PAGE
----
The tool is offered in four-, five-, and six-foot lengths. The six-foot tool weighs 12 pounds. It comes in seven colors: glossy black, maroon, red, green, neon yellow, orange, and pink. Since they all cost $200, I’d opt for the six-foot T3 Hook, since it gives you the most reach for the money.
Well, the Burleson members seemed pretty happy with it, and I wished I still had the opportunity to try it out in live-fire conditions, but those days are over for me. I asked Batla who makes the tool, and he said he thought it was a firefighter who worked for the Plano (TX) Fire Department, but he wasn’t sure. My next stop was to visit my dad and mom, who also live in Plano, so I decided to track this person down. I found him, and his name is Jeremy Treadway.
Treadway is a 14-year veteran of and firefighter with the Plano Fire Department. After his first three years assigned to an engine, he was transferred to Truck 5 on B Shift. He wanted to make his own tool for sounding the roof and for vertical ventilation. Treadway was taught to sound using a sledgehammer or an ax, but he always felt more comfortable if he had a little more reach. He realized early on that sounding with an ax or a sledgehammer placed him too close to a weakened roof. He was of the opinion that the fiberglass handles on roof hooks or pike poles did not give good and accurate “feedback” from the strike. Treadway says, “The fiberglass shafts are flexible and can bend, absorbing much of the impact. So, I prefer the rigidness of steel.”
One day he was out buying steel for another project and saw the round steel ball. He immediately recognized the value of having that welded on the end of a steel handle, and the idea was born. Treadway knew the steel ball would be the perfect concentration of power from a strike, similar to the reasoning a wrecking ball is used with a crane to knock down a concrete building. Also, a ball isn’t going to get hung up on wires, cables, duct work, and all the materials we currently get a pike pole and rubbish hook stuck in. A ball would slide right out. It would also be the perfect tool to strike a punch in gypsum board or any other materials used in wall construction. His other favorite tool was the hook, so he decided to put that head on the opposite side of the steel handle. He designed it for balance and reach. His personal tool was welded together, and it was perfect…for him.
I asked him what the other members thought the first day he showed up with the T3 Tready Hook at work. “They were brutal,” he says. “They thought it looked like a big giant wand and teased me, calling me the Sorcerer’s Apprentice, and what was I going to do, cast a spell over the fire? Every joke in the book was thrown at me, and I just had to laugh it off and take it. But I knew, given the right opportunity at the right fire, they would see this is a better tool than the ones we were using. One fire came in where I had to sound the roof. As I worked my way up the pitched roof, they could see the tool was out in front of me; all they heard was Boom! Boom! Boom! They could see it worked but reserved judgment.”
WINNING HEARTS AND MINDS
“Then we had another pretty good fire,” says Treadway. “The truck had to pull all the walls and ceilings in the damaged rooms. The other two firefighters, who are quite bigger than me, were using pike poles. I was using my hook and pulled half the room down by myself; they were barely a quarter of the way done on their side in the same amount of time. I just grinned. They finally conceded, ‘Well that thing ain’t too bad.’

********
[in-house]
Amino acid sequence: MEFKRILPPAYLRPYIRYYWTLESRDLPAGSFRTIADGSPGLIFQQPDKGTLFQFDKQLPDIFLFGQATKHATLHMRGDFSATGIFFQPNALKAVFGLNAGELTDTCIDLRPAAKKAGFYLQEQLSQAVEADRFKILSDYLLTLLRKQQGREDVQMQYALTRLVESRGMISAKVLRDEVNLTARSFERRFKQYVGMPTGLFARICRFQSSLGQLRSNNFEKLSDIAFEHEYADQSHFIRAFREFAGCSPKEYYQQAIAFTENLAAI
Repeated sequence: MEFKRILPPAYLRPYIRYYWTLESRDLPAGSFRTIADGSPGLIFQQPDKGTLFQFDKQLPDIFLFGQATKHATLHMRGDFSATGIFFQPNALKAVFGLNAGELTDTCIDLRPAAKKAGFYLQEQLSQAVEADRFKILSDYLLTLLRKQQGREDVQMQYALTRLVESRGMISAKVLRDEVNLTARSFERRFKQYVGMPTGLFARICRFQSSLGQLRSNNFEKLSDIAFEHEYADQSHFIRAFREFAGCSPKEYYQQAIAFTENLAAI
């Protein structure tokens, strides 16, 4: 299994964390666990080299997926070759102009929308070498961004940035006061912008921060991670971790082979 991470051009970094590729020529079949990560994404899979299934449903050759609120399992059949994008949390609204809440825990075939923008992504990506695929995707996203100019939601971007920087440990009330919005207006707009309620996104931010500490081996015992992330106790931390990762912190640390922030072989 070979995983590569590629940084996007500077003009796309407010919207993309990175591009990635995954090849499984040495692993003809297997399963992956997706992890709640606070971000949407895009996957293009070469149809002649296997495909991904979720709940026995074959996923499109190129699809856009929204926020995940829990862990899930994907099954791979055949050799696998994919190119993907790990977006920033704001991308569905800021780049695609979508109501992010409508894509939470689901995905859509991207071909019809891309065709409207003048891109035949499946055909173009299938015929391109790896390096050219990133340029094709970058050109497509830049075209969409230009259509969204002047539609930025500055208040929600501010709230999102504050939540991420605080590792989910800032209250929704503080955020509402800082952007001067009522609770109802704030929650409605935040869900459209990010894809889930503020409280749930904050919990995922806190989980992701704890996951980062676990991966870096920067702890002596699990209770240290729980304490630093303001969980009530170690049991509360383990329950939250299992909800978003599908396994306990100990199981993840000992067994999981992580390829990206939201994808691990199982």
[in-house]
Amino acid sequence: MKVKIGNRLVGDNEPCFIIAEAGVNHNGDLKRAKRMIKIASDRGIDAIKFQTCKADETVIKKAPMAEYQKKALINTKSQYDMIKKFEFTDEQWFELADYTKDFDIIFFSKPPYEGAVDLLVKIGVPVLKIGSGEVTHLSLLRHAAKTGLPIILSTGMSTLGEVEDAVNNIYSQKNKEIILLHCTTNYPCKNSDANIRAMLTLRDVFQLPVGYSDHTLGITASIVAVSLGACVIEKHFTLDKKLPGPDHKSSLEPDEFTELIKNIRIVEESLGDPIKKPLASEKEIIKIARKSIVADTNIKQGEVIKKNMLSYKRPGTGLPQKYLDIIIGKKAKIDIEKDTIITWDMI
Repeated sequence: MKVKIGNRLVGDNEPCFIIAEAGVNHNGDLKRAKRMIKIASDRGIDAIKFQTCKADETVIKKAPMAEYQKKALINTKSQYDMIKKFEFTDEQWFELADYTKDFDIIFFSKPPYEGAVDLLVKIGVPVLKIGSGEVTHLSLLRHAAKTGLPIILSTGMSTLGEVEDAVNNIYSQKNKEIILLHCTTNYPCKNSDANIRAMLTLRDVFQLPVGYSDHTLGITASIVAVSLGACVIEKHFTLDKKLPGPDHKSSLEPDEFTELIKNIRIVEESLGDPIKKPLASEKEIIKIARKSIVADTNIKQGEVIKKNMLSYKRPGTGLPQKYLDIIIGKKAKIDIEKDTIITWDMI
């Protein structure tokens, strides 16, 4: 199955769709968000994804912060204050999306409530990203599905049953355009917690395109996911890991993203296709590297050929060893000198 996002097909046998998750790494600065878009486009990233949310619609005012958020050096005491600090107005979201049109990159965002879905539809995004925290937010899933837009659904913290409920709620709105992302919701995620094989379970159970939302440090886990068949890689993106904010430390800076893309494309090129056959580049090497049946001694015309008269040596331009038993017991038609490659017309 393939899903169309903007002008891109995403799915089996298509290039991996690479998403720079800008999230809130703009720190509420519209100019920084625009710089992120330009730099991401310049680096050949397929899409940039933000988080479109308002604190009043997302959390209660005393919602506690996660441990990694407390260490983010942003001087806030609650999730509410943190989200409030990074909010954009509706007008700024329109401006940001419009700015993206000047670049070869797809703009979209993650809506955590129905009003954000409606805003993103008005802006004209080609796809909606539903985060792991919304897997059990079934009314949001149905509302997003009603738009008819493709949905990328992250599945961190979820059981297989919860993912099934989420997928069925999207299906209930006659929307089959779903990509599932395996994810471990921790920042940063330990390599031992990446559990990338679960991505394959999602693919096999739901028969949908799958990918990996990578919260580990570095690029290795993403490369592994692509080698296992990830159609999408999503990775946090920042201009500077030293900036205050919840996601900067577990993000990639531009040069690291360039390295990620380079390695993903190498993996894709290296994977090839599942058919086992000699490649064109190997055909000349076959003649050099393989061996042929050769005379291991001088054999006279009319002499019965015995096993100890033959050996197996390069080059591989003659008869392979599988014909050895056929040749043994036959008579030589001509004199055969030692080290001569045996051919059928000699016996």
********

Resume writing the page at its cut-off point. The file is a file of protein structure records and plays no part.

“Later, one of the bubbas came up to me and said, ‘Hey man, make me one of those!’ Then I was off for a few days and when I came back, another bubba came up to me and said, ‘Hey! I used that tool a couple of times when you were gone, and it worked great! Make me one of those!’ And, it’s kind of snowballed from there.”
Treadway says he never wanted to start a business—he just wanted a personal tool that worked for him. Since he works with steel anyway, it was an easy project to experiment with. Many peers would be jealous of such an accomplishment, but not here. The captain of the station thought mini versions would make great door handles, giving the station some unique firematic décor. So, the doors of the apparatus bay have Tready Hooks for door handles.
One thing I thought was extremely interesting and proof of the tool’s popularity was when I asked him to lay out the inventory of the T3 Tready Hooks carried on the engine and the truck. I also had him lay out the pike poles and rubbish hooks. I wanted to stage a photograph to compare the tools and give them some scale. What I noticed was the handles of the pike poles and rubbish hooks were clean and almost new while the T3 Tready handles were grimy and scraped, and the hockey wrap was obviously worn. These tools looked like they just came back from battle, while the pike pole and rubbish hook looked like they came out of a museum—in other words, they are not being used. The firefighters are grabbing the Tready Hook almost every time.
The patent for the T3 Tready Hook allows Treadway to put any head onto the ball and shaft. One firefighter wants a “Z” hook (New York hook) instead of the existing hook—totally doable.
The word is getting out on the popularity of this tool. In addition to Burleson, Plano, and other cities in the Metroplex area, the Dallas (TX) Fire-Rescue Department has decided to outfit all of its apparatus with the T3 Tready Hook. The hook can be found as far away as Yonkers, New York. In fact, fire departments in 21 states have seen the value of this innovative tool.
And, how can you not love a tool that firefighters name? In addition to The Wrecking Ball, Billy Baroo, and the Burleson Ball-Buster, there’s The Hulk, The Pink Panther, The Green Hornet, and Lil’ Sally. It was even heard on the radio that an IC called, “Send me that crew with the Sally to the Charlie side!” The T3 Tready Hook is Texas Strong!
RAUL A. ANGULO is a captain (ret.) of Seattle (WA) Fire Department Ladder Co. 6 with more than 37 years of service. He is an international author and instructor and has been teaching at FDIC International since 1996. He is a member of the Fire Apparatus & Emergency Equipment Editorial Advisory Board.